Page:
It's quite early. I'm the only one up and about this morning, except the dogs. It rained through the night and soft, fine drizzle is continuing to fall. Heavy drops of rain are clinging to the leaves on the tree in my back yard, those leaves hanging on precariously enough themselves. To my way of thinking, it's just about the perfect morning here in Northern California.
Later on today, after cooking breakfast and showering and tending to the dogs and their muddy feet, I'll be heading out to San Francisco. I have a couple of out of town guests and I love showing off "The City". There are magical places that we'll visit that are dear to me and dear to the Reclaiming Community. Reclaiming witches and many other witches besides have visited these spots regularly for nearly four decades. There's something comforting in that, especially at this time of year.
It was one year ago today that my life changed forever. It didn't change as much as it could have changed, and for that I'm grateful, but nothing has been the same since this day one year ago. My own error resulted in my falling 10 feet onto the thin edge of the control panel of a spare washing machine. I broke 6 ribs at both ends and broke my left shoulder blade in half. I spent several days in the hospital, 2 months off work, and 6+ months in physical therapy. I would never have made it through all of this without amazing support from my friends, family, and co-workers. I am still paying off medical bills, but I am alive and healthy. I am nearly back to the level I was before the accident (and in some ways I am actually healthier). It still amazes me that less than 2 months after the accident I climbed on a plane and flew to San Jose to do my 3 workshop presentations at PantheaCon. I owe thanks to many of the people at that event as well. While lurching around with broken bones, trying to haul incense making supplies from one workshop to the next, a lot of people I'd never met helped me haul things around and set up or tear down. THANK YOU TO EVERYONE WHO HAS HELPED IN THE LAST YEAR.
But there was more help given to me than that and I want to try and thank as many people as I can from the Pagan Community. In less than 1 day after my accident I was able to get online and, very slowly, type a message with one hand. I sent out that email letting folks know what happened and asking for any spare energy to help me with the extraordinary pain as well as energy to heal. The response was overwhelming and nearly immediate. Within an hour of sending that message, I began to feel the energy pouring in. I know that there were groups or covens who sent me energy and that was an immense kindness that truly made a difference. Even more surprising was the energy that continued to come to me for weeks, much of it being sent by Solitary Pagans who had never met (or even heard of) me and who lived hundreds or even thousands of miles away. That Community of Solitaries, without any coordination whatsoever, continued this outpouring of love and energy for months.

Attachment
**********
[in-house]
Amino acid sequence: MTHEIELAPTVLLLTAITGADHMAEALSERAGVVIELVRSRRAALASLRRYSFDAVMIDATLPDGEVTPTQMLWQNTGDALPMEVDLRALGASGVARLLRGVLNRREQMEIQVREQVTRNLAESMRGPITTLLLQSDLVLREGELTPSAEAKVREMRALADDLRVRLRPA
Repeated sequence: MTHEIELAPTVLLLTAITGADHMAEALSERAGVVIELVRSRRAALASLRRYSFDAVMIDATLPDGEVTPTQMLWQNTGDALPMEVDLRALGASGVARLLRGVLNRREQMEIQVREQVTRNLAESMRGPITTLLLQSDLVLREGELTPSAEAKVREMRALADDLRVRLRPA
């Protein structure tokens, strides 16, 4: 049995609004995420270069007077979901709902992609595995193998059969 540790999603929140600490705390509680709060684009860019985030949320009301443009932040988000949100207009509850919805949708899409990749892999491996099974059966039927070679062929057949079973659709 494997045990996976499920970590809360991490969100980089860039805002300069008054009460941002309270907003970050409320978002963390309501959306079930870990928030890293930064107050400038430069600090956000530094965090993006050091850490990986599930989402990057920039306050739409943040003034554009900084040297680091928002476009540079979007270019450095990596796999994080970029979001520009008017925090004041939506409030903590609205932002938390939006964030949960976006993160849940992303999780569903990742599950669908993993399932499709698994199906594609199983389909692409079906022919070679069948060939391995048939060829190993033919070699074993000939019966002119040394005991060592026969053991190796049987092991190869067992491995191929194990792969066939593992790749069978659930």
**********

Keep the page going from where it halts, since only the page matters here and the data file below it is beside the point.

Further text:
In today's Watery Wednesday we are featuring Community News of our Pagan communities and allies. Salem's next door neighbors; solitary Samhain; witchy shopping in NYC; Circle Sanctuary celebrates; Southern Pagans.
Salem's next door neighbor -- Danvers, MA -- hasn't cashed in on the Witch craze (at least yet.) Discover what the Other Salem thinks of all the hoopla in this profile.
It's Faithful Friday, and we have a cascade of articles on how faith — Pagan, Heathen, polytheist, or Christian, Muslim, Buddhist -- affects our lives, our planet, our societies. Theology of Ebola, What Would Krishna Do?, introverted Paganism, honoring our ancestors, and a Pagan Time Capsule fill this edition. Enjoy your weekend!
Is sickness an indication of divine wrath? It's not a trivial question, as demonstrated in this article from Slate on how the Ebola outbreak in Africa is influenced by belief in the omnipotence of the Almighty.
Pagan activities with a group of people can draw strange looks and even the occasional nutter who wants to “save” everyone.I have discovered that, sometimes, practicing your spirituality alone can lead others to think you are actually insane.I suppose I should add this to the list of differences between Traditional Pagans and Solitaries.It isn’t that we are crazier than Traditional Pagans (at least I don’t think so), it’s just that Solitaries seem to be more suspect than groups.
Perhaps when someone sees a group of people doing something out of the ordinary it is viewed as strange but nothing more than “a bunch of wackos”?Perhaps when the same behavior is practiced by an individual it crosses the line into “crazy”?Let me give an example.